When Getting a Diagnosis Means Realizing Your Condition Is Lifelong


A few months ago, after five years of struggling, I was finally diagnosed with Ehlers-Danlos syndrome and postural orthostatic tachycardia syndrome (POTS) on top of my current diagnoses of fibromyalgia, allodynia and peripheral neuropathy. It took years of fighting, years of being called “crazy” and an “attention-seeker.” It took days upon days of having to research and advocate for the condition which I knew I had despite constantly being told my doctors I did not.

My lack of proper diagnoses for the past five years has made everything much more difficult than it had to be. Whether that be trying to apply for a scribe to sit exams due to dislocating shoulders, or having to explain and talk through my symptoms with all the ER doctors who repeatedly told me “it doesn’t make sense.” Nothing can compare to the frustration and disappointment that is hearing yet another doctor dismiss you because it’s “all in your head” and “you will get better if you see a psychologist.” I have lost count of the number of times I have heard someone tell me my subluxations and dislocations aren’t real and I just imagine them. (I mean, how do you even imagine your joints falling apart?)

 

It also led me to feel very lost. I found it difficult to explain any new symptoms to doctors as I would find myself being told it was nothing. Hence, I did not treat my body with the love it deserved as I myself began to downplay all I was going through. I even began to lose faith in myself.

So I always held onto the hope that getting a diagnosis would make everything better. And it did at first. The moment the geneticist said the words “you have Ehlers-Danlos syndrome” I was filled this overwhelming sense of relief. Finally, everything – all the pain, all the symptoms, all the suffering – made sense. I cried for joy. I felt validated and I felt for the first time that people would truly understand me.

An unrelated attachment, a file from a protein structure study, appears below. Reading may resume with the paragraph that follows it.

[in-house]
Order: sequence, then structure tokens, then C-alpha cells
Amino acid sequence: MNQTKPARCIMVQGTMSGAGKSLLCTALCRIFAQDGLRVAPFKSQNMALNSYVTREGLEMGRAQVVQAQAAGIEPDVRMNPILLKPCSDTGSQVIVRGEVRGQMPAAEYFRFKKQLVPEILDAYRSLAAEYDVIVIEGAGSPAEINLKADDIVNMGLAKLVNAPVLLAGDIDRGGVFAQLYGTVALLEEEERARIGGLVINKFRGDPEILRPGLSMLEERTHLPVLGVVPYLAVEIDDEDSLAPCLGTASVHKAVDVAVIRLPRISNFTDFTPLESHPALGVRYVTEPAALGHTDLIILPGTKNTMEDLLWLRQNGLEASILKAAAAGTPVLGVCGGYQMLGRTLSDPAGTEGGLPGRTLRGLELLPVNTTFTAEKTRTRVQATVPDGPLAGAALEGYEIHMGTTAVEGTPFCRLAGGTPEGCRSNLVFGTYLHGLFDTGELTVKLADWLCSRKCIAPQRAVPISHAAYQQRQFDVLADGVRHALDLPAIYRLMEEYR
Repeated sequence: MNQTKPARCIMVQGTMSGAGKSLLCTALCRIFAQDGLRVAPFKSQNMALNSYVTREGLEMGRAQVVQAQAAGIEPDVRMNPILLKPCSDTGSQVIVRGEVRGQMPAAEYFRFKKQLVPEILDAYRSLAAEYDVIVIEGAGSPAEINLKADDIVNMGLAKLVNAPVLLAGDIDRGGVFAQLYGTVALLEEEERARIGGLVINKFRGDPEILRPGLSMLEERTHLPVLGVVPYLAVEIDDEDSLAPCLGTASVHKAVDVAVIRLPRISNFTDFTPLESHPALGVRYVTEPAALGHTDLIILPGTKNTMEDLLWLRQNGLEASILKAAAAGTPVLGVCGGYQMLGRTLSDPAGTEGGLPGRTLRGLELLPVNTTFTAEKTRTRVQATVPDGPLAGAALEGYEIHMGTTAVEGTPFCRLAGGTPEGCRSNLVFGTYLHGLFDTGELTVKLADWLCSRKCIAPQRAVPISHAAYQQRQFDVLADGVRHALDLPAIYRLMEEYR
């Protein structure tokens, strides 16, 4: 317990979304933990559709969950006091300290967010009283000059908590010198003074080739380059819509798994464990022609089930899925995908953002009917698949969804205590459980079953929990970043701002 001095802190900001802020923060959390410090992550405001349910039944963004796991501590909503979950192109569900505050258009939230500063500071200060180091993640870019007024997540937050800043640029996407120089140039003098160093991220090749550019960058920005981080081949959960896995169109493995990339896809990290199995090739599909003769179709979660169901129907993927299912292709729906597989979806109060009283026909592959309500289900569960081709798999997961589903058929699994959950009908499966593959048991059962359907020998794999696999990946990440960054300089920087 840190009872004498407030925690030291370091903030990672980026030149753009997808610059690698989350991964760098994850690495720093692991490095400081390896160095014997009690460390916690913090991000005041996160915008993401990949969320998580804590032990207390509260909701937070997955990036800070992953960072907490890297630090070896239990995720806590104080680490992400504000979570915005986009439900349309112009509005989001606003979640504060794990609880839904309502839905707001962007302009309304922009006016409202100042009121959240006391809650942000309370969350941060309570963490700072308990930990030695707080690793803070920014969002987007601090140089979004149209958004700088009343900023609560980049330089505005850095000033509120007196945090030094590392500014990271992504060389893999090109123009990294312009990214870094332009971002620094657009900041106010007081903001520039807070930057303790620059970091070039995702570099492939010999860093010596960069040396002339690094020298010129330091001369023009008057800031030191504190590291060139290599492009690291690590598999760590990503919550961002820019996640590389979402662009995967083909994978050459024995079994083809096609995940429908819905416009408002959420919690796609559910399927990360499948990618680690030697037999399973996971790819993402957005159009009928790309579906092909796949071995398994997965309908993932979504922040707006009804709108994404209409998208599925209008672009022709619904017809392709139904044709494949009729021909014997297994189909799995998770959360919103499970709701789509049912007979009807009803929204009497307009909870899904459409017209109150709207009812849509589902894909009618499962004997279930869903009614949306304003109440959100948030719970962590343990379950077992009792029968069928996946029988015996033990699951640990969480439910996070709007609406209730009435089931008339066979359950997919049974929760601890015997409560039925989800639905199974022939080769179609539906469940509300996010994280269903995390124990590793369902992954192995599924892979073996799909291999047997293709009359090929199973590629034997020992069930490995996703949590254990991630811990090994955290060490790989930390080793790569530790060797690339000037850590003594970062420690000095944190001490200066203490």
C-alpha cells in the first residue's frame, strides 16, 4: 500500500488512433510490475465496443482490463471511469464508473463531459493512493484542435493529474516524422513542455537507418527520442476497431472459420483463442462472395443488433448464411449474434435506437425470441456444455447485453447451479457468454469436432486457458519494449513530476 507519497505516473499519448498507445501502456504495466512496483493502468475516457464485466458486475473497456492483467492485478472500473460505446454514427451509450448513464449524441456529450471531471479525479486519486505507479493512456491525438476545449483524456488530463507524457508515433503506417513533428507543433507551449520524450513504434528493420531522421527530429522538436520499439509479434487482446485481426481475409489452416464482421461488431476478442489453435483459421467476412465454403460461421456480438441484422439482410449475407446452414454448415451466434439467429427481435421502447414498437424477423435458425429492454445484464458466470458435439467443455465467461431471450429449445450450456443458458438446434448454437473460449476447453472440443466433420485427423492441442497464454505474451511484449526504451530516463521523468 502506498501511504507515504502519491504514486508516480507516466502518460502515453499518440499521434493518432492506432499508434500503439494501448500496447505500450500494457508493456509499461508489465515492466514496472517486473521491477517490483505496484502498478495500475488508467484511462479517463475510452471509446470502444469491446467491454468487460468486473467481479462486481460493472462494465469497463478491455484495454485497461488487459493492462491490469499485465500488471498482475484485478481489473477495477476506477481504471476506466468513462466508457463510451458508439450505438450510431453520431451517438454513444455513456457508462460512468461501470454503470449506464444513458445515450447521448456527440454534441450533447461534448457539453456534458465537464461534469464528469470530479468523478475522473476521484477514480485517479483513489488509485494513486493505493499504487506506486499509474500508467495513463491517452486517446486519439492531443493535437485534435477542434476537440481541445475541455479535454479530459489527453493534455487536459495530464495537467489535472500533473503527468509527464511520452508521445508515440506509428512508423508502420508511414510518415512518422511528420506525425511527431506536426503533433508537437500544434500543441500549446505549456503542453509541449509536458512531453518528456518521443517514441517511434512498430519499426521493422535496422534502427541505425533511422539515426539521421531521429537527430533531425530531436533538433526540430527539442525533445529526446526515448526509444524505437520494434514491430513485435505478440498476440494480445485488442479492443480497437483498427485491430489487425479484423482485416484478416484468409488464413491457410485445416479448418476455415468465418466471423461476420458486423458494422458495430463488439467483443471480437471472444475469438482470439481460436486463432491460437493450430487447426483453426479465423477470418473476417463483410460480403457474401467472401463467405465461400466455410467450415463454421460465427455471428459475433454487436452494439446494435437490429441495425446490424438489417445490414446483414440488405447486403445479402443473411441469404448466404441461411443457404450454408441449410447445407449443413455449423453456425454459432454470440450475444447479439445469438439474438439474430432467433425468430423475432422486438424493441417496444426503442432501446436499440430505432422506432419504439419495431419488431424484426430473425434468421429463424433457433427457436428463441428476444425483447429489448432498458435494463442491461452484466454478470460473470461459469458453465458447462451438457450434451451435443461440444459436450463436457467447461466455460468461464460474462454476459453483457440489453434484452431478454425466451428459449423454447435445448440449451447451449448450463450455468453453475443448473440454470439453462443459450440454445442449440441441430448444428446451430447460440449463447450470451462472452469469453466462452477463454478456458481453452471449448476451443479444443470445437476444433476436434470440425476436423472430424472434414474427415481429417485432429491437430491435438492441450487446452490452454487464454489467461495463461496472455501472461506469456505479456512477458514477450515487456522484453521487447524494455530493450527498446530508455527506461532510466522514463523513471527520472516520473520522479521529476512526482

But then you leave the geneticist’s office and the reality sinks in.

The first thing I struggled with was the risk of being immobile by the time I’m 50. As a 17-year-old, I have never truly had to think that far ahead. My sole focus has been getting through school and going one day at a time. But all of a sudden, I was forced to look at what my life might be like and, while I know being in a wheelchair is far from the worst thing that could happen, the thought of this hit me like a truck.

Then the cardiac aspect of my illness affected me. Then the idea of having children. And I began to crumble under the thought of my future once again.

Eventually I came to terms with all this but then something more painful occurred to me: I may not ever get better.

Before my diagnosis, I was always told my condition would continue to improve the older I got and that all my injuries were simply because I was growing. I was also “always badly injured,” not chronically ill.

But now, that’s what I am. I am chronically ill and I will face many obstacles with my health for the rest of my life. And I have found this by far the hardest thing to accept. I had always accepted my pain and everything I was going through, but I think a part of me was always coping because I believed this would go away.

So now I have to truly accept my illness for what it is. It is lifelong and it is a battle I will probably face every day for the rest of my life. But I also know I will survive and I will be OK.

Maybe it’s a blessing, maybe a curse – who knows? But I guess I have the rest of my life to figure that out.

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Thinkstock photo via artant.


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